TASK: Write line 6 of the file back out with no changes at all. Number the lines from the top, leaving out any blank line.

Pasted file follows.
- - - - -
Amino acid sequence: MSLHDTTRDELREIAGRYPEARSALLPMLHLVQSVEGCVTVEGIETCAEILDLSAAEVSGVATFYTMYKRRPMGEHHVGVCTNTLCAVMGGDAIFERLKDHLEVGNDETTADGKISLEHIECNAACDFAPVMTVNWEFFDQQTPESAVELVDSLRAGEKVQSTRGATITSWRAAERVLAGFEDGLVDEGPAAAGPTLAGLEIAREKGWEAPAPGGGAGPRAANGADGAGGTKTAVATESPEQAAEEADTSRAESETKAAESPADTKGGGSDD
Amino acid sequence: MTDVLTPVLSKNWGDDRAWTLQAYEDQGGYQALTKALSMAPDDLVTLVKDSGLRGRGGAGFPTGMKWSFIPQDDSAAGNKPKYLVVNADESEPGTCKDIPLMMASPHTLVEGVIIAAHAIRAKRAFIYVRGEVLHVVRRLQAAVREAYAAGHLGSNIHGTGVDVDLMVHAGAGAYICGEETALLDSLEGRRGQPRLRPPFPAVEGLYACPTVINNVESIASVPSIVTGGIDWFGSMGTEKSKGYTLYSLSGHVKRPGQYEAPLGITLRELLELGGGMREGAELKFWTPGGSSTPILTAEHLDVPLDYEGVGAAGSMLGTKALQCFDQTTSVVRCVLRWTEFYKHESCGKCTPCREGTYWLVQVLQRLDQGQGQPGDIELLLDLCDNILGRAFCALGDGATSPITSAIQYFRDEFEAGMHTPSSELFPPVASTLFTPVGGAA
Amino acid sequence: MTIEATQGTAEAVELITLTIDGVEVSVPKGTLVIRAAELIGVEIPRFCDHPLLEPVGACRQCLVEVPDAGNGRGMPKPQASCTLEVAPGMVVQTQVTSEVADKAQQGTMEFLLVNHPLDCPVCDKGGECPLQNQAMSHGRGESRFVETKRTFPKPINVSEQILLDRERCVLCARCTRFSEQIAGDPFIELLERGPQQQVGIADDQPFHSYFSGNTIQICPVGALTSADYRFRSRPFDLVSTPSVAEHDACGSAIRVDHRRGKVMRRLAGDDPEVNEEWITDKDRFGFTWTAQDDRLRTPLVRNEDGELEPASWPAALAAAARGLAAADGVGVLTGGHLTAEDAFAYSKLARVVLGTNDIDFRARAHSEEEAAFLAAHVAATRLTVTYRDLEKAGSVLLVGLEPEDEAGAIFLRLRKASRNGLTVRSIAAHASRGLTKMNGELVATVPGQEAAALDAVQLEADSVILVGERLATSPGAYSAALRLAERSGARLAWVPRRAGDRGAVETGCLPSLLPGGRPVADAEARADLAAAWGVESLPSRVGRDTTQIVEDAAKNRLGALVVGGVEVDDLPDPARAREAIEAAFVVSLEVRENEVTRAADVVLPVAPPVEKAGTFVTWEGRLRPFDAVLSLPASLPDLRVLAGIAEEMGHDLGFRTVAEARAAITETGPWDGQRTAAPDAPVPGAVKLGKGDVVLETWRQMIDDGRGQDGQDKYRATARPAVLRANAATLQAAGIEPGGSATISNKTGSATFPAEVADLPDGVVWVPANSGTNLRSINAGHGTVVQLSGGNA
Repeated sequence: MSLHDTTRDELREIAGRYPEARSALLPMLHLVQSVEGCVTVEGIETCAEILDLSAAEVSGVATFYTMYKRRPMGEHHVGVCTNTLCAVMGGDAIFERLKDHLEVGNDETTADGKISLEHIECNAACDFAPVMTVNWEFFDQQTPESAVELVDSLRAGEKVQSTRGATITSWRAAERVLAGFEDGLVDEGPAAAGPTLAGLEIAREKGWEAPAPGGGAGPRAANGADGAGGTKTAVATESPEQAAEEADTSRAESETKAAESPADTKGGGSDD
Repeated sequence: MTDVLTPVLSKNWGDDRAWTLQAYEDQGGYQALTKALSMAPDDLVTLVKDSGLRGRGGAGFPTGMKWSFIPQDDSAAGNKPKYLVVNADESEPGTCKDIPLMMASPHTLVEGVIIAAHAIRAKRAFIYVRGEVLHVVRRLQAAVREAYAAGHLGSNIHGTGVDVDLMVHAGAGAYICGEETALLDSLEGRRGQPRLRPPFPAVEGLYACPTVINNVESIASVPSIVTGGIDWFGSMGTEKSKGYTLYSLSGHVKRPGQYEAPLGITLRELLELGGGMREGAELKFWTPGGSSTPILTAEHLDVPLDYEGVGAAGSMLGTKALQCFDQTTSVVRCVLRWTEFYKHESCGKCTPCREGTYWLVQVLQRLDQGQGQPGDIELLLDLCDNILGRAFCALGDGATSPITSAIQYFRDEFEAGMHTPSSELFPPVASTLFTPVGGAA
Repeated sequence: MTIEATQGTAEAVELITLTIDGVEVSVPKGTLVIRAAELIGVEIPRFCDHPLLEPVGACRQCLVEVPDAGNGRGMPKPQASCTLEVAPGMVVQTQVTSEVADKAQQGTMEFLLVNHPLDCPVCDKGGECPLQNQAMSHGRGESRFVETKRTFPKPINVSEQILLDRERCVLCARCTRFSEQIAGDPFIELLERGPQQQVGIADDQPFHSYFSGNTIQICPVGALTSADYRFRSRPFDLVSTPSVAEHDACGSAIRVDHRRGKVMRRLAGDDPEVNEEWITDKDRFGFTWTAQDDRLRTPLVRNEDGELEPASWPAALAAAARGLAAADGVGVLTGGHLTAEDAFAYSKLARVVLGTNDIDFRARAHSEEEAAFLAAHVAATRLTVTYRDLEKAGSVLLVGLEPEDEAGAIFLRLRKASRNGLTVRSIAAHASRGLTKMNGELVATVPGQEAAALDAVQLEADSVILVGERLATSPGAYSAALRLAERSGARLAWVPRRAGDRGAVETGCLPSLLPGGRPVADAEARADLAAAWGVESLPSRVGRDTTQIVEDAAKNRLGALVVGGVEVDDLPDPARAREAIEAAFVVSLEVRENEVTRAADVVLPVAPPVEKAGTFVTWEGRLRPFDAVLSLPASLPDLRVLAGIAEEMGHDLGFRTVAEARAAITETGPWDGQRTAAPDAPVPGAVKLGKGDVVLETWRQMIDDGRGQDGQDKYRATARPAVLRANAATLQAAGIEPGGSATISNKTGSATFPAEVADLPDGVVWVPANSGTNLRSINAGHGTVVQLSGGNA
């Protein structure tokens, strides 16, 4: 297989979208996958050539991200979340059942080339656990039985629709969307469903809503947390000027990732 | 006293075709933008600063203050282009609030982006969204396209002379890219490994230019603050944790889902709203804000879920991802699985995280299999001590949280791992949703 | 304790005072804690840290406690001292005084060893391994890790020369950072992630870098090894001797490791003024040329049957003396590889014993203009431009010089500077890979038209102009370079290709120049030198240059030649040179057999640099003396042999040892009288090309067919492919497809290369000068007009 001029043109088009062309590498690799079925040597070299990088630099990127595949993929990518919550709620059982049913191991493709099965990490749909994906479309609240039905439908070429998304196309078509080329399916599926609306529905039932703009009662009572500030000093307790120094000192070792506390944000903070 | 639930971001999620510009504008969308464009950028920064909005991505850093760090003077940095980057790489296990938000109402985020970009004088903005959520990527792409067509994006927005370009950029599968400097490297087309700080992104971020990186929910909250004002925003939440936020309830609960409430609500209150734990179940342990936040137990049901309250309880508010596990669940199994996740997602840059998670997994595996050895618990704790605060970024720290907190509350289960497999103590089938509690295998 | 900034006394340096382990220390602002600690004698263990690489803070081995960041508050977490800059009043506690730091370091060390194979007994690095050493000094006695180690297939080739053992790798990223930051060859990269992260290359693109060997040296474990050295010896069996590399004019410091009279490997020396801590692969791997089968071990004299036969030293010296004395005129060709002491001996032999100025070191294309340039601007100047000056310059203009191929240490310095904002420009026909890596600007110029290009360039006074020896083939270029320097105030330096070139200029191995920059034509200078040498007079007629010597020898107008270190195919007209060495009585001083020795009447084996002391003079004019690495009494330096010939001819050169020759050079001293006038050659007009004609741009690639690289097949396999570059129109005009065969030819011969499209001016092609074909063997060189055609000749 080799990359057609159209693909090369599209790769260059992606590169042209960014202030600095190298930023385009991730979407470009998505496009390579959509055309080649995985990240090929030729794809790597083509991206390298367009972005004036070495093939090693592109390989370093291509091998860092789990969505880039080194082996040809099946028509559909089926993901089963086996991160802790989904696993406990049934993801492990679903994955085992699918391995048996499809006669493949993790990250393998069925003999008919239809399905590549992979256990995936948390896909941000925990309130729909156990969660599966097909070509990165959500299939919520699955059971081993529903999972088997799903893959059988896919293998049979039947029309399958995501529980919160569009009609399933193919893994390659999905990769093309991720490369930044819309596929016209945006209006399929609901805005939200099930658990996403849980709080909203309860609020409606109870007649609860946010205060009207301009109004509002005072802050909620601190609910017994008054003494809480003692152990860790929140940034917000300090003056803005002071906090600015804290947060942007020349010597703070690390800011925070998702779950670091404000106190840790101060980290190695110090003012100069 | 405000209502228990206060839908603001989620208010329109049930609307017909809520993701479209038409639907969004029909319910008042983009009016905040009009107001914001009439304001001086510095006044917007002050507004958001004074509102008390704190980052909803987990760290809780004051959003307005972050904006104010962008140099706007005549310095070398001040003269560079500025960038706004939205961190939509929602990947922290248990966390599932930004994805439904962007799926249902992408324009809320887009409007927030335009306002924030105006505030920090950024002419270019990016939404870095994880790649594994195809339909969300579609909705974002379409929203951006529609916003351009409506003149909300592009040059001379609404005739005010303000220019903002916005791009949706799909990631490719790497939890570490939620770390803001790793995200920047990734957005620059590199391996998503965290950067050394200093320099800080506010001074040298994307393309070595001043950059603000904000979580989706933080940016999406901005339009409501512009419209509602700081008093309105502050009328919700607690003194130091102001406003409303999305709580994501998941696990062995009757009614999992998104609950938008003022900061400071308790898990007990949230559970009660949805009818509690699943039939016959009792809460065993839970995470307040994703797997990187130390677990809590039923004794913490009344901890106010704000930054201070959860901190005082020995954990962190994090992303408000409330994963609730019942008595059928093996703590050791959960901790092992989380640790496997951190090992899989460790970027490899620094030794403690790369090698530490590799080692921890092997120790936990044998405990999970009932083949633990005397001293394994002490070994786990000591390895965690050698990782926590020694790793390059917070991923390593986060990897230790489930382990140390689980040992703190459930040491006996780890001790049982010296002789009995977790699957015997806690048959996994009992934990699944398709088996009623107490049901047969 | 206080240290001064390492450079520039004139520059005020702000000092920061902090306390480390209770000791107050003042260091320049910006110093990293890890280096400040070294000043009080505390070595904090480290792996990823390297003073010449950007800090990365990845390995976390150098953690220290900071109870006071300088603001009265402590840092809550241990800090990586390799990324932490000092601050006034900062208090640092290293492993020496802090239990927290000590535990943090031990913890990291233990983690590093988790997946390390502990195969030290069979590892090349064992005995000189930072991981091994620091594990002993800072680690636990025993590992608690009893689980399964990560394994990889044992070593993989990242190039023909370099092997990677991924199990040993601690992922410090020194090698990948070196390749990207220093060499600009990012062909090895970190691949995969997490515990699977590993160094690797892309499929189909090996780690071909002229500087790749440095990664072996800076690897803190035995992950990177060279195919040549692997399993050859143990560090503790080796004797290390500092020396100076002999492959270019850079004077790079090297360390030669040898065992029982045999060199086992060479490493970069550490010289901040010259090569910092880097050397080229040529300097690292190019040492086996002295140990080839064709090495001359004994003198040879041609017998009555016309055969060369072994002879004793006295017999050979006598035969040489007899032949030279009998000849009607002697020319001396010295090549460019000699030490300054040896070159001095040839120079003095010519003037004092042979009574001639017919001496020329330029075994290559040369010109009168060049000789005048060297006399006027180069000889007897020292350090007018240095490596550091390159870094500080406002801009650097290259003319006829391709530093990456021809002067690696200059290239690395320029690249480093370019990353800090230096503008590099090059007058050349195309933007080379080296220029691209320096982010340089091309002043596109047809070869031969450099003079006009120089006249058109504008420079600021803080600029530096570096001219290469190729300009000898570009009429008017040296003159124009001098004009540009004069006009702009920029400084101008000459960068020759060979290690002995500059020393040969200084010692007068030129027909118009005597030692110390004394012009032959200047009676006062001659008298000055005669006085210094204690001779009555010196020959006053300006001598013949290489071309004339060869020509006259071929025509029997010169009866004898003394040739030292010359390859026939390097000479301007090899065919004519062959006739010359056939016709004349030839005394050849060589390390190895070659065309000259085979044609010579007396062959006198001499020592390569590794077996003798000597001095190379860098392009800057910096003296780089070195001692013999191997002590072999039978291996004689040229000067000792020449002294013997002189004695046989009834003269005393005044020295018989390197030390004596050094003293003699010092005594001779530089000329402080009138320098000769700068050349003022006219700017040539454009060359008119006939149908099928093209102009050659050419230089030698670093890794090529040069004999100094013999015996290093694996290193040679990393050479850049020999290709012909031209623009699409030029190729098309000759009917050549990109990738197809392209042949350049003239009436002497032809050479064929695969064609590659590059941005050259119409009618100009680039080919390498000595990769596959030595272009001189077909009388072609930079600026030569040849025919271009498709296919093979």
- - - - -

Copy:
Repeated sequence: MTIEATQGTAEAVELITLTIDGVEVSVPKGTLVIRAAELIGVEIPRFCDHPLLEPVGACRQCLVEVPDAGNGRGMPKPQASCTLEVAPGMVVQTQVTSEVADKAQQGTMEFLLVNHPLDCPVCDKGGECPLQNQAMSHGRGESRFVETKRTFPKPINVSEQILLDRERCVLCARCTRFSEQIAGDPFIELLERGPQQQVGIADDQPFHSYFSGNTIQICPVGALTSADYRFRSRPFDLVSTPSVAEHDACGSAIRVDHRRGKVMRRLAGDDPEVNEEWITDKDRFGFTWTAQDDRLRTPLVRNEDGELEPASWPAALAAAARGLAAADGVGVLTGGHLTAEDAFAYSKLARVVLGTNDIDFRARAHSEEEAAFLAAHVAATRLTVTYRDLEKAGSVLLVGLEPEDEAGAIFLRLRKASRNGLTVRSIAAHASRGLTKMNGELVATVPGQEAAALDAVQLEADSVILVGERLATSPGAYSAALRLAERSGARLAWVPRRAGDRGAVETGCLPSLLPGGRPVADAEARADLAAAWGVESLPSRVGRDTTQIVEDAAKNRLGALVVGGVEVDDLPDPARAREAIEAAFVVSLEVRENEVTRAADVVLPVAPPVEKAGTFVTWEGRLRPFDAVLSLPASLPDLRVLAGIAEEMGHDLGFRTVAEARAAITETGPWDGQRTAAPDAPVPGAVKLGKGDVVLETWRQMIDDGRGQDGQDKYRATARPAVLRANAATLQAAGIEPGGSATISNKTGSATFPAEVADLPDGVVWVPANSGTNLRSINAGHGTVVQLSGGNA